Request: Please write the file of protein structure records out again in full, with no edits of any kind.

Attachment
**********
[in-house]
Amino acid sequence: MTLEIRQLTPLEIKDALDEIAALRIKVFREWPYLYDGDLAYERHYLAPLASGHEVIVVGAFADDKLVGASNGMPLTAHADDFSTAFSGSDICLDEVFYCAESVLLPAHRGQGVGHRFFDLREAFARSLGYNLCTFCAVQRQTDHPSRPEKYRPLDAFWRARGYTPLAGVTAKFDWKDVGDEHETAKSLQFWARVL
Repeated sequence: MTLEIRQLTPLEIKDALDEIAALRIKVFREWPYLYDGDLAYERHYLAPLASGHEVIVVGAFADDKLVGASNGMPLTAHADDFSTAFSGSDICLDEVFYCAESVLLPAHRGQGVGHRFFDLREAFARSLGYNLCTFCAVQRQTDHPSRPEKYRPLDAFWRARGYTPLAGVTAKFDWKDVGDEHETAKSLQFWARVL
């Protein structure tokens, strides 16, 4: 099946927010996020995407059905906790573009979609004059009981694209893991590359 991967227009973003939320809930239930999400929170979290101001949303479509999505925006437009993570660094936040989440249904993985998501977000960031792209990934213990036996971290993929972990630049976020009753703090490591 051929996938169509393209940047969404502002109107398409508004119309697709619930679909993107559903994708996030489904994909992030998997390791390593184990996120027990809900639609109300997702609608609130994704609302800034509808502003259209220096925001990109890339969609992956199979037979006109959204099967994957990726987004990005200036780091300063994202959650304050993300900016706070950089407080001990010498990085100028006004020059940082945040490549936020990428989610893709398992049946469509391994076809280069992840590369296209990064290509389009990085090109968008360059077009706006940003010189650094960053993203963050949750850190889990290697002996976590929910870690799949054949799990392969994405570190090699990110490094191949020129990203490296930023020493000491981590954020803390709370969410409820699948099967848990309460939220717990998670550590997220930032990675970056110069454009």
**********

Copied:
[in-house]
Amino acid sequence: MTLEIRQLTPLEIKDALDEIAALRIKVFREWPYLYDGDLAYERHYLAPLASGHEVIVVGAFADDKLVGASNGMPLTAHADDFSTAFSGSDICLDEVFYCAESVLLPAHRGQGVGHRFFDLREAFARSLGYNLCTFCAVQRQTDHPSRPEKYRPLDAFWRARGYTPLAGVTAKFDWKDVGDEHETAKSLQFWARVL
Repeated sequence: MTLEIRQLTPLEIKDALDEIAALRIKVFREWPYLYDGDLAYERHYLAPLASGHEVIVVGAFADDKLVGASNGMPLTAHADDFSTAFSGSDICLDEVFYCAESVLLPAHRGQGVGHRFFDLREAFARSLGYNLCTFCAVQRQTDHPSRPEKYRPLDAFWRARGYTPLAGVTAKFDWKDVGDEHETAKSLQFWARVL
């Protein structure tokens, strides 16, 4: 099946927010996020995407059905906790573009979609004059009981694209893991590359 991967227009973003939320809930239930999400929170979290101001949303479509999505925006437009993570660094936040989440249904993985998501977000960031792209990934213990036996971290993929972990630049976020009753703090490591 051929996938169509393209940047969404502002109107398409508004119309697709619930679909993107559903994708996030489904994909992030998997390791390593184990996120027990809900639609109300997702609608609130994704609302800034509808502003259209220096925001990109890339969609992956199979037979006109959204099967994957990726987004990005200036780091300063994202959650304050993300900016706070950089407080001990010498990085100028006004020059940082945040490549936020990428989610893709398992049946469509391994076809280069992840590369296209990064290509389009990085090109968008360059077009706006940003010189650094960053993203963050949750850190889990290697002996976590929910870690799949054949799990392969994405570190090699990110490094191949020129990203490296930023020493000491981590954020803390709370969410409820699948099967848990309460939220717990998670550590997220930032990675970056110069454009």